3. Kompanie Reichsgrenadier Regiment "Hoch- und Deutschmeister"
Reichsgrenadier Division "Hoch- und Deutschmeister"
Home & Disclaimer
Group Members
The Real Reichsgrenadier Division
Organisation & WW2 Service
Colours & Traditions
Recruitment
Permitted Kit List
Events Calendar
Sister Unit - Kampfgruppe Zoltay
Links
Early History
The Great War & the Inter-war years
The Polish Campaign 1939
The French Campaign 1940
The 1st Russian Campaign 1941/42
The 2nd Russian Campaign & the Division's destruction at Stalingrad 1942/43
Formation of the Reichsgrenadier Division
South Tyrol & Istria 1943
The Italian Campaign 1943/44
Hungarian Campaign late 1944 to the end in Austria 1945
Post War History
Hungarian Campaign late 1944 to the end in Austria 1945


 

By mid-November 1944 the Russians had formed a bridgehead at the confluence of the Drava and Danube rivers in Hungary. The Reichsgrenadier Division was transferred from its rest area in Udine, Italy to assist in the elimination of this bridgehead. Disembarking at Fünfkirchen, the Division was utilised in the counterattack launched towards the Batina area towards the southeast. Simultaneously, the Russians launched their own attack with very strong forces and despite stubborn resistance the Division was forced back towards the south of Lake Balaton where they took up positions in the partially completed “Margarethe Line” where the Division was able to withstand the Soviet onslaught until mid-February 1945. Moving from the Komarom area the Division along with others was tasked with once again tasked with attacking the Gran Bridgehead, now deeply defended by the Soviets. This mission on the 17 February 1945 was to be the last successful offensive launched by Division and in appreciation for their success during this operation they were awarded a Divisional Cuff title “Hoch- und Deutschmeister” on the 26 February 1945.

Soon afterwards in March, as part of 2 Army, the Division took part in Operation “Spring Awakening”. The goals of this operation was to break through the Russian positions and establish a solid front on the Danube, to secure oil and grain reserves vital towards the continuation of the German war effort and to relieve the siege of Budapest. Owing to adverse terrain and poor weather conditions and despite good early progress the offensive failed to achieve any of its objectives and on the 17 March 1945 “Spring Awakening” finally ran out of steam on the strong defensive positions at Sakeresztur.
On the 18 March 1945 the Russians launched their own large scale offensive, “Operation Vienna”, supported by strong armoured and air forces. Despite efforts to hold their positions the Russians forced a breakthrough which threatened to envelop all German forces locally. Alongside 1st Panzer Division and other German formations the Reichsgrenadier Division supported by remaining Panzer forces was able to break out of the cauldron. Casualties were high, amongst the fallen was the Divisional Commander, GenLt von Rost and the Chief of Staff, Major i.G. Vogl. Conducting a fighting retreat the Division managed to avoid further encirclement by withdrawing to the north of Lake Balaton and then westwards towards Austria. During the last days of March the Division took up positions in the “Reichschutzstellung”, this line was to be the last line of defence before the Russians crossed into the southern borders of the Reich and it extended from Bratislava in Slovakia to the North, southwards over the Brucker and Ödenburger gate, through Deutschkreutz in Burgenland and on to the southwest to the east of Ljubljana.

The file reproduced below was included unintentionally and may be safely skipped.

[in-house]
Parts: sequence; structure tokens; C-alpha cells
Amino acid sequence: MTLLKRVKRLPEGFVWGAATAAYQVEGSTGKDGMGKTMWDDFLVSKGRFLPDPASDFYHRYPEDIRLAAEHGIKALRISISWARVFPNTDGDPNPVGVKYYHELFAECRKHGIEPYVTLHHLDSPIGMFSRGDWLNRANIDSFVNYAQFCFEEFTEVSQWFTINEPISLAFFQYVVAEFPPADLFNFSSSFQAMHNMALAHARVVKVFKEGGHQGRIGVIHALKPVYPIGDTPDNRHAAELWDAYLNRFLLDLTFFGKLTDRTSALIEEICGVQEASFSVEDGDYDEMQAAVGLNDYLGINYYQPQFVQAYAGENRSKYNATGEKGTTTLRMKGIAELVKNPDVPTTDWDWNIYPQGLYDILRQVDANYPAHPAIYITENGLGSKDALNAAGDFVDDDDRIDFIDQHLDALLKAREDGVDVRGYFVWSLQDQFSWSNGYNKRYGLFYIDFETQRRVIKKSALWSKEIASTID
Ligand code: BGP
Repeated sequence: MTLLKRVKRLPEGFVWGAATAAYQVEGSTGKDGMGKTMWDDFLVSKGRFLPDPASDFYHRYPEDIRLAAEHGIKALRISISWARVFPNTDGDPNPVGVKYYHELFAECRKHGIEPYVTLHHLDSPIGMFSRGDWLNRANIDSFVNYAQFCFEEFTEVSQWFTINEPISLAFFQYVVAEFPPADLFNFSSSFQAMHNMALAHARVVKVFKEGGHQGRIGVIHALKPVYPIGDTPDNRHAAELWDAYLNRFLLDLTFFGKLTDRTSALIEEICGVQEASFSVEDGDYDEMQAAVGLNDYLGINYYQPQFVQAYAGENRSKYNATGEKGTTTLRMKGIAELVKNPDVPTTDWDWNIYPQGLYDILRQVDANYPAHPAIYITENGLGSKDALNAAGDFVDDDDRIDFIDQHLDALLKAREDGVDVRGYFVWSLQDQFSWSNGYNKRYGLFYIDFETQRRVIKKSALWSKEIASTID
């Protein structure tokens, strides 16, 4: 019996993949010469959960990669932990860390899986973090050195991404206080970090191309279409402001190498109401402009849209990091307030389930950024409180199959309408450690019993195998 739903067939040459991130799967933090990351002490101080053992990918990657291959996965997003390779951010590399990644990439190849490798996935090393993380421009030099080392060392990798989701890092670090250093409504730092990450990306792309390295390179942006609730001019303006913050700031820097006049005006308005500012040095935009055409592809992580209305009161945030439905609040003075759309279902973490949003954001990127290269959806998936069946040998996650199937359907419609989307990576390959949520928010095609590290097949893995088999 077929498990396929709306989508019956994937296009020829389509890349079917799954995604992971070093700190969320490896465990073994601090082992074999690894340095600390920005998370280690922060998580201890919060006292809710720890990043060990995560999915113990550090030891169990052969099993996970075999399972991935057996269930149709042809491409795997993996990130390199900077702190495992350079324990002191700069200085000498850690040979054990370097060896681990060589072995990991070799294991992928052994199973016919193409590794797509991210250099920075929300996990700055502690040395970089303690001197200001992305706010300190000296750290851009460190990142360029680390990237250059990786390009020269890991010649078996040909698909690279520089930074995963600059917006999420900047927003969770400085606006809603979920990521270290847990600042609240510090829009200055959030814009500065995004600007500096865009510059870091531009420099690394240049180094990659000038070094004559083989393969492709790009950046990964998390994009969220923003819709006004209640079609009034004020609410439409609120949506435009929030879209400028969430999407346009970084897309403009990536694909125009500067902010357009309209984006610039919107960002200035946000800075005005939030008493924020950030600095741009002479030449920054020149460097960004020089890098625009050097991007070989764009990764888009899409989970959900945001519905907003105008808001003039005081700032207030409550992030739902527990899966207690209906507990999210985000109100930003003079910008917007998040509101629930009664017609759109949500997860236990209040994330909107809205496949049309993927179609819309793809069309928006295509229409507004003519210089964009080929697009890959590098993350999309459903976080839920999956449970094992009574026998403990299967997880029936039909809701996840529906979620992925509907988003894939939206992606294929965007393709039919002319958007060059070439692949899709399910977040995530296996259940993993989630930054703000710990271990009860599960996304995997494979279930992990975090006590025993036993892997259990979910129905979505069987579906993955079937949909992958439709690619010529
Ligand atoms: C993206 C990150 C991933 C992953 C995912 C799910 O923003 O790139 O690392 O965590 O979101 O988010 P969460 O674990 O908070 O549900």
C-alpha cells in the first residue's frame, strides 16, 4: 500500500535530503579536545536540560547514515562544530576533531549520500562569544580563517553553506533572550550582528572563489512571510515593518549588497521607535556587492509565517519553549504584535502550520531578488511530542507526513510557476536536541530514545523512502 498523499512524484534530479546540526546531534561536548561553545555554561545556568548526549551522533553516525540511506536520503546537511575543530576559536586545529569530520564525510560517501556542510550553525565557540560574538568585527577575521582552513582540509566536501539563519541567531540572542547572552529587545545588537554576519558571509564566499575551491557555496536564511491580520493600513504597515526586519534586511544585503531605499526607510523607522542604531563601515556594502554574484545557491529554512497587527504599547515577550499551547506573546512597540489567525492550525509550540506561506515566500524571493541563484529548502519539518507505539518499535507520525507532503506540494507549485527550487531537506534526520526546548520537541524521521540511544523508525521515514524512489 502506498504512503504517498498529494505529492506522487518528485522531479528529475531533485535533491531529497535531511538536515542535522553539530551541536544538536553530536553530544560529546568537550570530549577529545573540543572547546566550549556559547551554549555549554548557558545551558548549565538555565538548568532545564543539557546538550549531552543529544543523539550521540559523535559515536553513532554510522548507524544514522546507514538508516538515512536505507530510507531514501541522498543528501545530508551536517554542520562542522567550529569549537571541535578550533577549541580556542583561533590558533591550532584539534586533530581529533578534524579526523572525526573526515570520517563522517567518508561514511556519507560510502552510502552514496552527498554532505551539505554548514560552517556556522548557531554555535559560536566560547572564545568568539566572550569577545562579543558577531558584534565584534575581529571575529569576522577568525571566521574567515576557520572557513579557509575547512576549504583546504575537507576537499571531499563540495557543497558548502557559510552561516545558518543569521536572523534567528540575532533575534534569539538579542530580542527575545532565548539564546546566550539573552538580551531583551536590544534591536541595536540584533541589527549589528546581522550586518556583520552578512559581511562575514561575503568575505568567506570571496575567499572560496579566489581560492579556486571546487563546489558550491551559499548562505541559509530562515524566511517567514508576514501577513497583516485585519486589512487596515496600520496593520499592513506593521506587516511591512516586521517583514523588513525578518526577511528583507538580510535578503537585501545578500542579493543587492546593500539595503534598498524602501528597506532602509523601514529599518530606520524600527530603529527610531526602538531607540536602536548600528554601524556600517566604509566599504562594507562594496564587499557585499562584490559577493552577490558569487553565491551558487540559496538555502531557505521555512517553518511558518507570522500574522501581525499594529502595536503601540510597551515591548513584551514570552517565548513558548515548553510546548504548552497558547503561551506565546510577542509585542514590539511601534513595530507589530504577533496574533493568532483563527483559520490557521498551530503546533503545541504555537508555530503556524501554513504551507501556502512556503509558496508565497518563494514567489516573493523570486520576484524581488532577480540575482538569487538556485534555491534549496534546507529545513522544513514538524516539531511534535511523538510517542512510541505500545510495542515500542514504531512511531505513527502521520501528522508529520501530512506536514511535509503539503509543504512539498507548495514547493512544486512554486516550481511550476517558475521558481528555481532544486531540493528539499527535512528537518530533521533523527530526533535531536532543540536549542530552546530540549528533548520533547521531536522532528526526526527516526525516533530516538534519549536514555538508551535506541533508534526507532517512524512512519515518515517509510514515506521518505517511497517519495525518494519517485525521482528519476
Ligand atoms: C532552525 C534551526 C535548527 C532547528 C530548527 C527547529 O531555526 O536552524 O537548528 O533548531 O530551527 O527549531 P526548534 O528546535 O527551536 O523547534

The main thrust towards Vienna was launched from the Stuhlweissenburg area and the City was lost after heavy fighting on the 13 April 1945. Although the southeast of the Reich had become a ‘sideshow’ for the Russians whose focus was now firmly on the greater prize of Berlin, the Reichsgrenadier Division, much weakened by its efforts over the last few months initially managed to hold its position at Radskerburg. However, constant and often violent confrontation with much stronger Soviet forces meant that the “Reichschutzstellung” could no longer be held. The Division now little more than a “Kampfgruppe” fell back and then via rail transport moved into lower Austria near to its peacetime garrisons at Znaim, Nikolsburg and Lundenburg (now Znojmo, Mikulov & Breclav in the modern-day Czech Republic but at that time in the Niederdonau Gau). Due to their much reduced strength the Division was no longer capable of offensive operations and was therefore assigned defensive duties in their Homeland.
On the 7 May 1945, the Division received news of the imminent surrender and was authorised to head west and surrender to the Americans. Once at Hohenfurth, negotiations with the Americans almost faltered but the Divisional Commander, GenMaj Langhäuser, managed to persuade them to accept the Division’s surrender. The bulk of the Division managed to surrender to the Americans however those troops still in the Aigen-Schlögel camp to the east were taken prisoner by the Russians on 8 May 1945, many never to return home.
Until the last day of the war the soldiers of the Division had performed their duty in accordance with their oath, faithfully fulfilled to the last on Austrian soil. On the date of the unconditional surrender, 8 May 1945, The Reichsgrenadier Division “Hoch- und Deutschmeister” ceased to exist, its survivors scattered to the four winds.
Records held by the “Wehrmacht-Auskunft-Stelle (W.A.St)" in Berlin show that for the period 1939 to 1945 Divisional losses amounted to approximately 34000 men, about 11000 of those were recorded as dead or missing.



<BACK>

Home & Disclaimer
Group Members
The Real Reichsgrenadier Division
Organisation & WW2 Service
Colours & Traditions
Recruitment
Permitted Kit List
Events Calendar
Sister Unit - Kampfgruppe Zoltay
Links